By Gary Truitt
It was about a year ago that Alexa came into my home as a gift from one of my kids. For those of you who do not know Alexa, let me try to briefly explain who and what she is. She is an artificial intelligence device about the size and shape of a hockey puck. She is connected to “the cloud” via your home internet service and, thus, has the ability to access almost any piece of information in the known universe. Thanks to some very sophisticated algorithms, voice recognition, and speech generation software, she can answer your questions, hold intelligent conversations with you, sing you a song, tell you a joke, read you a book, buy your groceries, and cook you dinner.
You may have noticed that, so far, I have referred to Alexa as “she.” While technically she is an it, this darn thing has a personality that eventually fools you into treating it like a person. There are members of my family who even say please and thank you to her. Alexa is the product of Amazon and is tied into all the products and services that this global retailer offers. Google has a similar system and, of course, there is Siri from Apple which comes standard on most Apple devices. The sophistication of these devices is amazing and is evolving all the time. Each week I get an e-mail telling me all the new things Alexa can do.
This technology is beginning to be used in other specialized industries, including agriculture. Several big data services already use this kind of artificial intelligence to help with data interpretation. I know of one ag company that built an Alexa-type device to advise growers on how to use their product. Not only did it answer farmer questions about the product, it tied into local weather and crop condition data and made recommendations when and when not to use the product. So, let’s fast forward to 2025 and introduce you to Farmer Alexa.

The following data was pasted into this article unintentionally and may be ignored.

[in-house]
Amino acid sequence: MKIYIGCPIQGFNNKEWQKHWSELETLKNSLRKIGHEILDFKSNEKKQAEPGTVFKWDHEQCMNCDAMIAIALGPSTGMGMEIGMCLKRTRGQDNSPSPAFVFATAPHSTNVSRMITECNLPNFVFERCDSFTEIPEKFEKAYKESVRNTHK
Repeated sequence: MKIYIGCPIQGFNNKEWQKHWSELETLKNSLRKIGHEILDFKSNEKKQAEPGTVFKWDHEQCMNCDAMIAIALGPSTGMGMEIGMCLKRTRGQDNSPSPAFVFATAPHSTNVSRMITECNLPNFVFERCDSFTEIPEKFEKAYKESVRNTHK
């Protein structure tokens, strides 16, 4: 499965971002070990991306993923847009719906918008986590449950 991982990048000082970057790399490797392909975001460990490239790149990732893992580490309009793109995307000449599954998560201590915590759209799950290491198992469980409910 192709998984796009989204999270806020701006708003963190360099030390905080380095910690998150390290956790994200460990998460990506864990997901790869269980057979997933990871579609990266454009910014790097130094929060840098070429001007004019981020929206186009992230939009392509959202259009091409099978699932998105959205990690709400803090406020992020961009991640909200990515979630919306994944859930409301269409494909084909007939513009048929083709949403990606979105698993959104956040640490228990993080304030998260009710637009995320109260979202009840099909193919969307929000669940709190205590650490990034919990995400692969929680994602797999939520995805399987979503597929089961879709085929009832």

Farmer Alexa comes in three colors: John Deere Green, Case IH Red, and New Holland Blue. You can buy a customized seed corn hat at an additional cost. She comes with a number of pre-programmed services designed especially for the farm family. She will start each morning with a review of the markets, the farm news, and the weather for the day from your local farm broadcaster — in Indiana this would be Hoosier Ag Today. She will also update you on the latest local news such as who won the high school basketball game last evening, who in the county got arrested for speeding or DWI overnight, what is on the school lunch menu, and the latest obituary to appear in the local paper.
When you’re ready to start your faming day, Farmer Alexa can give you a to-do list. Just say, “Alexa, what do I need to do today?” She will answer, “Well you can start by going to town and picking up the parts you forgot at the implement dealer the other day. You need to spray that field on 400 South; but not today, the wind is too strong. Instead, you might want to read that paperwork from the bank that has been on your desk for the past two weeks.”
Farmer Alexa will keep you up on the markets. Ask her anytime, “What is the price of corn?” She will instantly reply with the latest price or may say, “You don’t really want to know.” She can also be helpful at planting with advice on when to start. Just ask, “Alexa, should I plant corn today?” She will answer, “No the soil temp is only 45 degrees, and it is too wet; but the Johnsons over on Bluff Road did, so you might want to plant a few rows so you won’t be embarrassed at the coffee shop tomorrow.” Farmer Alexa will screen those annoying telemarketing calls by intercepting the calls and telling them, “He already has all the tools he needs, and he sold all his cattle 2 years ago.”
A special feature will be of interest to the farm wife. The “when will be husband come in from the field calculator” will estimate how much time you have left to plant, spray, or harvest, then automatically add 45 minutes for that phone call you make from the shop. This feature is customizable for women who farm and whose husbands are trying to locate them to ask what is for dinner. A new feature set to be ready in 2026 is a broadband estimator. It will advise you how long it is going to take to download that field map or FSA document, if it would be faster to drive to town and do it from the public library, or if you should have it sent to you via carrier pigeon.
Watch for Farmer Alexa — she is under development now and will be coming to your farm sooner than you think.